Software Project Management: Traditional Waterfall Methods Are Not Structured Enough

November 26, 2009 at 4:09 pm 2 comments

As a developer, the key metric for making up my mind about the likelihood of a project plan leading to a successful outcome is whether it tells me something about the time which will elapse between a feature being specified and when QA feedback about it is available.

Reviewed a proposed project plan today. Here’s an excerpt from my notes:

The phases following the discovery / design phase are shown as  development, testing and integration.  The reason why it might be better to structure iterations along the lines of delivered product features instead is because a design/development/testing/integration phase approach isn’t structured enough to allow for meaningful risk mitigation: Something more agile would be better.

One important activity for a dev team is to assess a proposed project plan for how likely it is to result in a successful outcome.  Looking at this from a developer’s perspective there is one (… in my opinion, very nearly the only relevant one…) key metric:  How explicit is the plan in telling me the amount of time which elapses between a given feature being specified and  us getting QA feedback on whether it works? A waterfall project with design/develop/test/deploy phases is not structured enough to make this information visible.

Knowing the QA feedback lag is vital because the longer a bug or missed requirement remains undetected, the more expensive it becomes to deal with it.  Without explicit information about what this time interval is likely to be, I can’t begin to optimize things in order to shorten it. The reason why I need to shorten this cycle is because if it’s too long (or worse, random or unknown), I am flying blind: No realistic assessment of  project status is possible, therefore I cannot mitigate risk.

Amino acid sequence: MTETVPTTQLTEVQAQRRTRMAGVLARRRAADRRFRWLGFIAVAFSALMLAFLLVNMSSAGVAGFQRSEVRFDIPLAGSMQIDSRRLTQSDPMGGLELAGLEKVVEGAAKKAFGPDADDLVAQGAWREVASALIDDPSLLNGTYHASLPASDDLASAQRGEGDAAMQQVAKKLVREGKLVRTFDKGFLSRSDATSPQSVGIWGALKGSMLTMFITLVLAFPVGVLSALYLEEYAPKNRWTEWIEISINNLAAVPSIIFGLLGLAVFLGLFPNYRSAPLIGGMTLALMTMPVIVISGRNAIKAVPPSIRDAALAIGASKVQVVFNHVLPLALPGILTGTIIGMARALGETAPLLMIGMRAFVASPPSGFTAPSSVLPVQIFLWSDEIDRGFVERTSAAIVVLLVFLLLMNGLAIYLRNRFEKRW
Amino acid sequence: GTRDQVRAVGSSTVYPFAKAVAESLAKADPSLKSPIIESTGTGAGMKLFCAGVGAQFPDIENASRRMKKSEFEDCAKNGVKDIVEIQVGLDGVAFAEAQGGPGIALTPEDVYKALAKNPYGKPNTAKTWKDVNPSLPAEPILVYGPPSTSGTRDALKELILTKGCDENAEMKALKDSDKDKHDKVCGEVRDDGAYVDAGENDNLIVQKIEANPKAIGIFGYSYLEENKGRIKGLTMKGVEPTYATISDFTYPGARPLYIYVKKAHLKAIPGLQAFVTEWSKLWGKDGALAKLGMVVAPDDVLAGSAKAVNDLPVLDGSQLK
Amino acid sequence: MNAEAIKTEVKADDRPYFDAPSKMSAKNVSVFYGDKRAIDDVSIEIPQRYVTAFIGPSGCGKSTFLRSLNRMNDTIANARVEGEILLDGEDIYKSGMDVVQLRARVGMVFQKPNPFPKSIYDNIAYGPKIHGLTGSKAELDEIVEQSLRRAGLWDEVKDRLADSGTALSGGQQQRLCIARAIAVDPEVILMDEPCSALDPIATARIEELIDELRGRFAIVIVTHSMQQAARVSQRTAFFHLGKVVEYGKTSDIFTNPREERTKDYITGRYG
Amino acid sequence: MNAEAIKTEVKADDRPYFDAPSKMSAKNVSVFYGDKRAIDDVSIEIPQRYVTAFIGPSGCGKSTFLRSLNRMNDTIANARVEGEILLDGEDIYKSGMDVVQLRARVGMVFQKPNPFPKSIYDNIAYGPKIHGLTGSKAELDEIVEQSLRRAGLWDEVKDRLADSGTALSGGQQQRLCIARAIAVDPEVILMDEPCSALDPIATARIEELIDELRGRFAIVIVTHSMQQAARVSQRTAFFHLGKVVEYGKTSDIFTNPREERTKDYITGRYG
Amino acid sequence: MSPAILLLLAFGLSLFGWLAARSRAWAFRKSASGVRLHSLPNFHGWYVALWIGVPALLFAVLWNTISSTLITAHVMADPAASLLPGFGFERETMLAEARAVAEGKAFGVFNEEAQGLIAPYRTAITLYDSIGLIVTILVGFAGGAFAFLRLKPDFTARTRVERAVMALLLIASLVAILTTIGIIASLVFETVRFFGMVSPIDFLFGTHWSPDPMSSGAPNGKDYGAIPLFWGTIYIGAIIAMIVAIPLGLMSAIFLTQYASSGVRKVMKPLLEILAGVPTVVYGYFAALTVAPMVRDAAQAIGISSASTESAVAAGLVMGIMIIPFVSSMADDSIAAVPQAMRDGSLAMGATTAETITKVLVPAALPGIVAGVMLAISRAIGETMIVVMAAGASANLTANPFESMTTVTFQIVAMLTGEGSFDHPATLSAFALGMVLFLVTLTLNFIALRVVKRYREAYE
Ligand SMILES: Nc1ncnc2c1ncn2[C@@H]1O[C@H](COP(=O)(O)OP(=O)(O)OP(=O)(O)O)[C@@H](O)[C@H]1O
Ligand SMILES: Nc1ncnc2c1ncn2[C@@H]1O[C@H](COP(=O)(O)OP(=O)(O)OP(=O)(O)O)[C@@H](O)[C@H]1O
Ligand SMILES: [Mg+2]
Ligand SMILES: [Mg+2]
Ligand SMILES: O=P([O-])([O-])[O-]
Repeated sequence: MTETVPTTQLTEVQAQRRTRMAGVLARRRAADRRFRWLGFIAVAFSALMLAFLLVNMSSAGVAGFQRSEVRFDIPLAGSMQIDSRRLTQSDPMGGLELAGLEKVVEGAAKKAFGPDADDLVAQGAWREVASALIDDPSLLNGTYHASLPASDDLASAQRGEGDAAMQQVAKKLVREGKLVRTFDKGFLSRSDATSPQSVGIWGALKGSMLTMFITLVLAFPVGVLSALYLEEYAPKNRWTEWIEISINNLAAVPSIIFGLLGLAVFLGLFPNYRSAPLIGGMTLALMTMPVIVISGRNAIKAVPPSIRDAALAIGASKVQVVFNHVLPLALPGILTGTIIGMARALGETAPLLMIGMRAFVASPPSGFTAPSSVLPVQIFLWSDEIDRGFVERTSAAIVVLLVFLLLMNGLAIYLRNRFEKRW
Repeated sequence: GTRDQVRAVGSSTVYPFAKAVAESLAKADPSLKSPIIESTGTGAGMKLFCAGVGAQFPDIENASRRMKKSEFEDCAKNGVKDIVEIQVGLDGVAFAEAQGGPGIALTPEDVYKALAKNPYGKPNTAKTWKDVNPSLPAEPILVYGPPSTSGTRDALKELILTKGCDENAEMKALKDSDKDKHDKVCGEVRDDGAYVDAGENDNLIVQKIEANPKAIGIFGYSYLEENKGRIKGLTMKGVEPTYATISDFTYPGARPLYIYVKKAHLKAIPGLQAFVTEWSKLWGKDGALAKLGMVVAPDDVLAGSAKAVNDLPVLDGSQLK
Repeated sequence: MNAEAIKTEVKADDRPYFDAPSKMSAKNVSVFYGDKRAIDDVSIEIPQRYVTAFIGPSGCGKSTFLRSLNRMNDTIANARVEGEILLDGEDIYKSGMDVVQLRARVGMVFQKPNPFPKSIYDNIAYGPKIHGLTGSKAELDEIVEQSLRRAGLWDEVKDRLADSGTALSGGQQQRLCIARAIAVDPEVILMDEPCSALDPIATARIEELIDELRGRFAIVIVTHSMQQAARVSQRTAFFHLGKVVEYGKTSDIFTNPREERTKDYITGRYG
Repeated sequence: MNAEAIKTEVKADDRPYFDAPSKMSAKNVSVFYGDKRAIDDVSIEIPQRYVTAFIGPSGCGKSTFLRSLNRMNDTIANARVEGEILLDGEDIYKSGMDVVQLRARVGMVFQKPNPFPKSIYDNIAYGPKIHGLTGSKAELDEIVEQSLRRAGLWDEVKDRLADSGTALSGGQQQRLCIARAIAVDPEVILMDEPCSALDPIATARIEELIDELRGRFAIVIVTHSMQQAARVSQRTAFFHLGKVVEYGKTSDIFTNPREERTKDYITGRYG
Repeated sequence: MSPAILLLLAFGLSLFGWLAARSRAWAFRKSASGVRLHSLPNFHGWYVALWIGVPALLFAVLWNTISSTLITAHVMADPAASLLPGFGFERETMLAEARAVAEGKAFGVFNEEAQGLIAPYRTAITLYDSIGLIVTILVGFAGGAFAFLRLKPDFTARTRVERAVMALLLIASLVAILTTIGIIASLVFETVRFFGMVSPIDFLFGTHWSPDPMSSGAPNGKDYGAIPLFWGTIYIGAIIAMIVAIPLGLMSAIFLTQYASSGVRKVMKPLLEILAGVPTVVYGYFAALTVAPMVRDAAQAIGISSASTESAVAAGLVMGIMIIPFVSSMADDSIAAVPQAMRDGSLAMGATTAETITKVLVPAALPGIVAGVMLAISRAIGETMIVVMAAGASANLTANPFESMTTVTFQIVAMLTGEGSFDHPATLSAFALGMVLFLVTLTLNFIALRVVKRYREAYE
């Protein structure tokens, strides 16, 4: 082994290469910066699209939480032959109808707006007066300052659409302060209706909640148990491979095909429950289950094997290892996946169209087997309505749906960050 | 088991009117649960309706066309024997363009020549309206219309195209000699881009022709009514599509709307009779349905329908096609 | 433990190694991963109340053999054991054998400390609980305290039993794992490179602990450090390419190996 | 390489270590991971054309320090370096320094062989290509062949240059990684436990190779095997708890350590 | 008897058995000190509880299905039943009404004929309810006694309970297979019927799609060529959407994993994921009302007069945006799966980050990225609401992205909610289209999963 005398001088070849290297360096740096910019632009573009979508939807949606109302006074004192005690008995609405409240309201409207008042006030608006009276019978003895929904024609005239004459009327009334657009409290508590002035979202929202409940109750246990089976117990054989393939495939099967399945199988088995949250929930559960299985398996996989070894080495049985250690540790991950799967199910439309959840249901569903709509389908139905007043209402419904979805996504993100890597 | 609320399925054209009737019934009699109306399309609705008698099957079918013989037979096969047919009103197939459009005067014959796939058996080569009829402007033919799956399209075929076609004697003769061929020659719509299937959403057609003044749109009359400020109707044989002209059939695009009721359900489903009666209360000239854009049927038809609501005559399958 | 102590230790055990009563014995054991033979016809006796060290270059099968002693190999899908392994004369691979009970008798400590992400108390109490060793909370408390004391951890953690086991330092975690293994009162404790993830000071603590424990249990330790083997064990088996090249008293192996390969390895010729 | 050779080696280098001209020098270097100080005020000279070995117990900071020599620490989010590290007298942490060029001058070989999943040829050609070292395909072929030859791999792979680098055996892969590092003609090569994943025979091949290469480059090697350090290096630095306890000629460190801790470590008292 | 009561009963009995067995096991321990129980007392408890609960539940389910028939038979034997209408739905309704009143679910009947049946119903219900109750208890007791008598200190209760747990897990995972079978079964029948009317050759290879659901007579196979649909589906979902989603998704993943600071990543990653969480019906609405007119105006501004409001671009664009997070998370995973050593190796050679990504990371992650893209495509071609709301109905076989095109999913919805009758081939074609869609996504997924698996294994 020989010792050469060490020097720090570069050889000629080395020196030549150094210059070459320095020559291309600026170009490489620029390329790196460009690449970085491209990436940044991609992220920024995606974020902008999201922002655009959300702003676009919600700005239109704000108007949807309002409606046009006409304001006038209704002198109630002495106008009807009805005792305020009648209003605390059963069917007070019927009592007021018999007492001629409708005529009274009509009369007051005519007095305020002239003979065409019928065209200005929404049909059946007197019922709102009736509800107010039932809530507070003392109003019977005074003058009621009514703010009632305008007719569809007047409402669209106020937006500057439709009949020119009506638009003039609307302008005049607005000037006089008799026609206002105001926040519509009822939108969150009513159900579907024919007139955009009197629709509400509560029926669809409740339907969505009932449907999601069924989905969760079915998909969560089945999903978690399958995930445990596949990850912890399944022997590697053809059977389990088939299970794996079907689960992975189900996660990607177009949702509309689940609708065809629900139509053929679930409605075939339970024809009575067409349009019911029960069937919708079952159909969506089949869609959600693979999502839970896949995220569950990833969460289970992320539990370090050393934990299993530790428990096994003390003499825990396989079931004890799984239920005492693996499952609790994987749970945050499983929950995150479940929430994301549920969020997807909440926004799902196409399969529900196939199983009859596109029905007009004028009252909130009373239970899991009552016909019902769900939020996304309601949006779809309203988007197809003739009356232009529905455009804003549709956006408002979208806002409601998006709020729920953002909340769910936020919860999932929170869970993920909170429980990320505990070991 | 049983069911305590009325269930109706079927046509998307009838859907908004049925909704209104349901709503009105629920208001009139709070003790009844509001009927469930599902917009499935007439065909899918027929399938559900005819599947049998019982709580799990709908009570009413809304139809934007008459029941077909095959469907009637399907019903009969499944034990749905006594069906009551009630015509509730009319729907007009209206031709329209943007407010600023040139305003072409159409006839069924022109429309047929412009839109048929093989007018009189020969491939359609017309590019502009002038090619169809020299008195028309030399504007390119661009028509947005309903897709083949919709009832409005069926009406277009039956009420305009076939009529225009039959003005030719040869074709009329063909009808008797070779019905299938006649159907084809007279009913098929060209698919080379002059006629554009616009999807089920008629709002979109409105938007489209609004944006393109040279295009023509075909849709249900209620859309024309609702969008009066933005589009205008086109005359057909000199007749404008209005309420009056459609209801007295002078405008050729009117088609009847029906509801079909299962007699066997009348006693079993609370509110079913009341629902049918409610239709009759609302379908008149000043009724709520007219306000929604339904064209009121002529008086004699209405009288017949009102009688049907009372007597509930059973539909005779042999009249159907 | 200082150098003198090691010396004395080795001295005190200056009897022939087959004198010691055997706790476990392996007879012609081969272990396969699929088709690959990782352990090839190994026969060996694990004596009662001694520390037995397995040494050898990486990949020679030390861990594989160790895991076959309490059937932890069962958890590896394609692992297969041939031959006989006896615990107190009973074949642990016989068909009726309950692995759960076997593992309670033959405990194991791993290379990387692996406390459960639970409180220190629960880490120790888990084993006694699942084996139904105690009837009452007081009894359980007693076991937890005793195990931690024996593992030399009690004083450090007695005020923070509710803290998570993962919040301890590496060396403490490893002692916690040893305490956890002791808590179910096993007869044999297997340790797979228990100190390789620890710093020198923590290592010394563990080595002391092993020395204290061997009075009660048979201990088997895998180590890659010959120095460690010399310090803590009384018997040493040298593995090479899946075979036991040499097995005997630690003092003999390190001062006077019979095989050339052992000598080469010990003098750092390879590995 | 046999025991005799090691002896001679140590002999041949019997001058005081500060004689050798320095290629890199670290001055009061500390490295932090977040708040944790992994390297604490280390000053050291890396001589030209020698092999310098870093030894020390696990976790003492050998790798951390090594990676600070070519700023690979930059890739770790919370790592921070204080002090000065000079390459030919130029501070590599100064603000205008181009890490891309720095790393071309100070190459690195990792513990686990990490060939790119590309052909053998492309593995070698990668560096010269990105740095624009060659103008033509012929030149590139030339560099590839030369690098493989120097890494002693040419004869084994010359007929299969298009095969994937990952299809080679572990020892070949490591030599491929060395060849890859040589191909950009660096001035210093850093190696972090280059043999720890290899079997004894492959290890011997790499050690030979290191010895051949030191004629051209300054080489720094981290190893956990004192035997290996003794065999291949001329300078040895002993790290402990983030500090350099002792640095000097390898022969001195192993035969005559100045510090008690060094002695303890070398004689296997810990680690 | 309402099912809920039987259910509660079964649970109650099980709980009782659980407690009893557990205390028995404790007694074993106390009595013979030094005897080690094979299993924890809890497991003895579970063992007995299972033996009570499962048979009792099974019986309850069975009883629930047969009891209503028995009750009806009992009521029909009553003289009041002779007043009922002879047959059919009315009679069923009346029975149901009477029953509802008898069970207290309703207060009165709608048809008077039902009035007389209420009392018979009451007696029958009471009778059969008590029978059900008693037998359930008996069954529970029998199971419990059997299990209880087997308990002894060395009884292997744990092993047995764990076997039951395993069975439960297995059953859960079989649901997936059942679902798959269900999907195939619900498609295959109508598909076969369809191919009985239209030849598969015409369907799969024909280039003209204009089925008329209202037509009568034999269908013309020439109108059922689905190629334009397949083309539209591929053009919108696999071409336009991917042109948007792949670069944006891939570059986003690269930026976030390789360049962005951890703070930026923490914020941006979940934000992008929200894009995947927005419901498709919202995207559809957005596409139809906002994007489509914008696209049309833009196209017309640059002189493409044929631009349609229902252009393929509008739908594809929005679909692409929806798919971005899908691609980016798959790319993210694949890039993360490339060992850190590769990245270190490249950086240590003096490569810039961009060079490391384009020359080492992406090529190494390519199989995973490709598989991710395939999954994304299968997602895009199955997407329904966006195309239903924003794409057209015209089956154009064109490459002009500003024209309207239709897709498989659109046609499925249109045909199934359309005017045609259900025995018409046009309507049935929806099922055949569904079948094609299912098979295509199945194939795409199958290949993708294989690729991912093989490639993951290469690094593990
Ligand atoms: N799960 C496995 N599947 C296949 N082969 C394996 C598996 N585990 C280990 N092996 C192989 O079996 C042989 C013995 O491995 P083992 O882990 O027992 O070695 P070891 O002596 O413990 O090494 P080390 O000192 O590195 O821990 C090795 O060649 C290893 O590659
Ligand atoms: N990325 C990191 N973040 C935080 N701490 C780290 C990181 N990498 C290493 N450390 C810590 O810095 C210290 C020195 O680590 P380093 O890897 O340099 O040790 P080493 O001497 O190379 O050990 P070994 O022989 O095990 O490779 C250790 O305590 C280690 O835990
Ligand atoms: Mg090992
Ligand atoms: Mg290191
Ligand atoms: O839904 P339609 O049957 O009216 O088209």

My experience is that it is not impossible to deliver successful work following a design/develop/test/integrate/deploy style project plan if the client insists, as long as the budget and timeline take the resulting overhead into consideration:

– Additional  development and QA effort to deal with the increased number and complexity of defects.

– Additional PM time necessary to establish project status and to translate status reports, etc. from what is happening on the ground to what clients expect to see. (Project status is of course an approximation: With long QA feedback cycles, the actual status can be totally different from what it was at the time of doing QA).

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Entry filed under: Agile Project Management.

Slides from “Evolution of Software Architectures” UxCamp Vancouver Impressions: “Developers Have User Experiences Too ….”

2 Comments Add your own

  • 1. waterfall  |  November 27, 2009 at 8:05 am

    Waterfall and agile are two unique development models used in interactive and software production. It’s likely the debate over which is better will continue indefinitely, but in reality, both approaches boast significant but different benefits. It’s generally accepted that agile, specifically, lends itself well to software development and large-scale website projects. Although a novice Project Manager may feel more comfortable working with a waterfall approach because each step is predictable, letting go of the familiar may well be worth it to make the move to an agile model. The collaboration and flexibility that agile brings can result in a better end product for your client, and a more engaged, harmonious internal team.

    Reply
  • 2. Louis Lota  |  December 21, 2009 at 10:36 am

    Really well-written article, thank you for writing about this. You have a lot of really good information on this site, thanks again! I found a brief primer on Software Testing, do you think it is any good? I’m curious about such introductory articles for someone who is thinking about getting into Testing. Visit my site if you’d like to read more.

    Reply

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